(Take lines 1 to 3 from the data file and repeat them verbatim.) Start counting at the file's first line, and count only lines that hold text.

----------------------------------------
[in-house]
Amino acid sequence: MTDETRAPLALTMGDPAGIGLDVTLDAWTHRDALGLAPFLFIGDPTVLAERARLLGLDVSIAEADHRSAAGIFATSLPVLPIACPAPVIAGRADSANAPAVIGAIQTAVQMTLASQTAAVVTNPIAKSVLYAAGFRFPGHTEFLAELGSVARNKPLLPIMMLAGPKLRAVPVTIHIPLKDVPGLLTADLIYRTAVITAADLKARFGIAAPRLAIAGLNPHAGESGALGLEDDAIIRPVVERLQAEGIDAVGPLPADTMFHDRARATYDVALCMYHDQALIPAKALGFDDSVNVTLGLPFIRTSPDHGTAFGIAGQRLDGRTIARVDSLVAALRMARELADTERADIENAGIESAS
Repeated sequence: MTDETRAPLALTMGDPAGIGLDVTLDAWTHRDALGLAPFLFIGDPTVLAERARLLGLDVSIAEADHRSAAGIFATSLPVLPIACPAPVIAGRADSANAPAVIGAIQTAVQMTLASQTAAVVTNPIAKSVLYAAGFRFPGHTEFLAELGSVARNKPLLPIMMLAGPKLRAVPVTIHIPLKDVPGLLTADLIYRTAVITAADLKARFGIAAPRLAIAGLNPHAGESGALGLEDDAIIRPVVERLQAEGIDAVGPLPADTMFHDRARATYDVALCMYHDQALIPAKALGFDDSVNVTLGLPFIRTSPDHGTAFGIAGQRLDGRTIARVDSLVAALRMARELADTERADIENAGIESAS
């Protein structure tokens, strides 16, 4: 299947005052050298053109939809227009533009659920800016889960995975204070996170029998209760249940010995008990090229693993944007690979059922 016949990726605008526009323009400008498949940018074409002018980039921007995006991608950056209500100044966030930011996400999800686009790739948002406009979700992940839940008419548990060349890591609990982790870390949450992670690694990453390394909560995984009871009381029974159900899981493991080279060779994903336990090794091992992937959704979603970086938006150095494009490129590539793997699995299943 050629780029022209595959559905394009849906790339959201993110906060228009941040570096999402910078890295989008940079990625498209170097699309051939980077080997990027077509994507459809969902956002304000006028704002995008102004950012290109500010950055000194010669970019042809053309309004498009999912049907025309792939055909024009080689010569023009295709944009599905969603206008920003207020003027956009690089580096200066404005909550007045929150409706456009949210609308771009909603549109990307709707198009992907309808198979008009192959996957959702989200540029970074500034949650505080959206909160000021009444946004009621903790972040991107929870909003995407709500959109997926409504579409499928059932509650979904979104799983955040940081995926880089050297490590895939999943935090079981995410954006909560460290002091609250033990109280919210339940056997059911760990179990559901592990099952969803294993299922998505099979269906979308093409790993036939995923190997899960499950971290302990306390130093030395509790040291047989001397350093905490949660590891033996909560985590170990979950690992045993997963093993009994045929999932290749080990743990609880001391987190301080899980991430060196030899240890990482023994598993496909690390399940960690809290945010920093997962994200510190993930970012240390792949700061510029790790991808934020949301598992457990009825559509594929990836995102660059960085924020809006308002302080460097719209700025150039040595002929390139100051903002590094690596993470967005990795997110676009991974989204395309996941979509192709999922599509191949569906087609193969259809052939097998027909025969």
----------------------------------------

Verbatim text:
[in-house]
Amino acid sequence: MTDETRAPLALTMGDPAGIGLDVTLDAWTHRDALGLAPFLFIGDPTVLAERARLLGLDVSIAEADHRSAAGIFATSLPVLPIACPAPVIAGRADSANAPAVIGAIQTAVQMTLASQTAAVVTNPIAKSVLYAAGFRFPGHTEFLAELGSVARNKPLLPIMMLAGPKLRAVPVTIHIPLKDVPGLLTADLIYRTAVITAADLKARFGIAAPRLAIAGLNPHAGESGALGLEDDAIIRPVVERLQAEGIDAVGPLPADTMFHDRARATYDVALCMYHDQALIPAKALGFDDSVNVTLGLPFIRTSPDHGTAFGIAGQRLDGRTIARVDSLVAALRMARELADTERADIENAGIESAS
Repeated sequence: MTDETRAPLALTMGDPAGIGLDVTLDAWTHRDALGLAPFLFIGDPTVLAERARLLGLDVSIAEADHRSAAGIFATSLPVLPIACPAPVIAGRADSANAPAVIGAIQTAVQMTLASQTAAVVTNPIAKSVLYAAGFRFPGHTEFLAELGSVARNKPLLPIMMLAGPKLRAVPVTIHIPLKDVPGLLTADLIYRTAVITAADLKARFGIAAPRLAIAGLNPHAGESGALGLEDDAIIRPVVERLQAEGIDAVGPLPADTMFHDRARATYDVALCMYHDQALIPAKALGFDDSVNVTLGLPFIRTSPDHGTAFGIAGQRLDGRTIARVDSLVAALRMARELADTERADIENAGIESAS